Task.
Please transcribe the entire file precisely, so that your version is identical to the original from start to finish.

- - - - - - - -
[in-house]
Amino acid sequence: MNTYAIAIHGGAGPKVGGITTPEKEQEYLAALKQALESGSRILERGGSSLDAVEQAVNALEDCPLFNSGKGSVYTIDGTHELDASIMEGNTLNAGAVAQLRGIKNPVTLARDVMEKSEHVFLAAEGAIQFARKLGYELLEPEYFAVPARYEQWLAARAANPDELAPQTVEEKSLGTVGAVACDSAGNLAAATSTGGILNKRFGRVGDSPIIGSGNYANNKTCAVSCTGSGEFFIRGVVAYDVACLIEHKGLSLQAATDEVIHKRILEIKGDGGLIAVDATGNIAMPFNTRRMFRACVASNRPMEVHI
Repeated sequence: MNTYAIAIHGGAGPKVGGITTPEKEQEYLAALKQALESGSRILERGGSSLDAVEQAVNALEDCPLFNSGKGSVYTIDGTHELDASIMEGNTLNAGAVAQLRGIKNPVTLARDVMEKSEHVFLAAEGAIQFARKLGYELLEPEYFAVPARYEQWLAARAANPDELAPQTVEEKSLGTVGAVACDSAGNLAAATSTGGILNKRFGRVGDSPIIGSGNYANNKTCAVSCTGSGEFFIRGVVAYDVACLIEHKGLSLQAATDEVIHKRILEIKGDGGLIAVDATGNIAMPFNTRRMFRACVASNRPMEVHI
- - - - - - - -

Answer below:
[in-house]
Amino acid sequence: MNTYAIAIHGGAGPKVGGITTPEKEQEYLAALKQALESGSRILERGGSSLDAVEQAVNALEDCPLFNSGKGSVYTIDGTHELDASIMEGNTLNAGAVAQLRGIKNPVTLARDVMEKSEHVFLAAEGAIQFARKLGYELLEPEYFAVPARYEQWLAARAANPDELAPQTVEEKSLGTVGAVACDSAGNLAAATSTGGILNKRFGRVGDSPIIGSGNYANNKTCAVSCTGSGEFFIRGVVAYDVACLIEHKGLSLQAATDEVIHKRILEIKGDGGLIAVDATGNIAMPFNTRRMFRACVASNRPMEVHI
Repeated sequence: MNTYAIAIHGGAGPKVGGITTPEKEQEYLAALKQALESGSRILERGGSSLDAVEQAVNALEDCPLFNSGKGSVYTIDGTHELDASIMEGNTLNAGAVAQLRGIKNPVTLARDVMEKSEHVFLAAEGAIQFARKLGYELLEPEYFAVPARYEQWLAARAANPDELAPQTVEEKSLGTVGAVACDSAGNLAAATSTGGILNKRFGRVGDSPIIGSGNYANNKTCAVSCTGSGEFFIRGVVAYDVACLIEHKGLSLQAATDEVIHKRILEIKGDGGLIAVDATGNIAMPFNTRRMFRACVASNRPMEVHI